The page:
FAQs about Coal

3. What are the differences between charcoal, coal and coke?

Charcoal is a fuel that comes from the incomplete burning of wood. The difference between wood and charcoal is that it has a higher carbon content, about 98%, and is therefore more efficient. It was used massively during the Middle Ages to forge iron for the elaboration of swords, armor and other war gadgets.

Coal is a mineral, it originated in the Carboniferous era, from vegetables deposited in marshes and lagoons, dating from 300 to 360 million years ago. It is extracted from the subsoil by manual or mechanical procedures in mines equipped with tunnels and galleries, although it can sometimes be found in the outside. It is currently used mainly in thermoelectric plants to generate electricity, in the steel industry and in cement factories.

Coke is a fuel that is obtained from the calcination or dry distillation of mineral coal. It is composed of carbon and has a high calorific value, but it is highly polluting. It is used as fuel in the blast furnaces of steel foundries. The method of producing coke began around 1800, although its elaboration by simple methods was known for centuries.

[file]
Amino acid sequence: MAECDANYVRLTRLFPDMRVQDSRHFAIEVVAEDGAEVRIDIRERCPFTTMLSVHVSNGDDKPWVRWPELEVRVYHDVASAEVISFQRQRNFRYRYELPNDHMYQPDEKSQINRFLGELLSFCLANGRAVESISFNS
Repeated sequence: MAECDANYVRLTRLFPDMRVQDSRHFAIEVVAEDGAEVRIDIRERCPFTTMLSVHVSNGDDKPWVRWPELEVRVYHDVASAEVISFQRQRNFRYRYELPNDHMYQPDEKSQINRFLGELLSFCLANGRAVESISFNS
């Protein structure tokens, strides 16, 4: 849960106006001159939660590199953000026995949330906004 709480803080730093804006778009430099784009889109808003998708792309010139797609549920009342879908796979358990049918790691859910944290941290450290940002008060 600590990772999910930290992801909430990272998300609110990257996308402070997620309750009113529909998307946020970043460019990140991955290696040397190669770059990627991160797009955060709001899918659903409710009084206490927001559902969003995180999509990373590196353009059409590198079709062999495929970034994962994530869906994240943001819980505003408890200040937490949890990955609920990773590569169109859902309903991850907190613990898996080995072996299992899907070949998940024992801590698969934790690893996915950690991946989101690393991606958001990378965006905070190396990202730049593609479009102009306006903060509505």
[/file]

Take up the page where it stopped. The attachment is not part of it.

Metallurgical coke is used for the conversion of iron into steel, by means of a thermal process of mixtures of coals suitable for conversion to coke, in an oxygen-free environment, at a temperature between 1,000 and 1,300 ° C. The material obtained is called cast iron, which is finally transformed into different types of steel.

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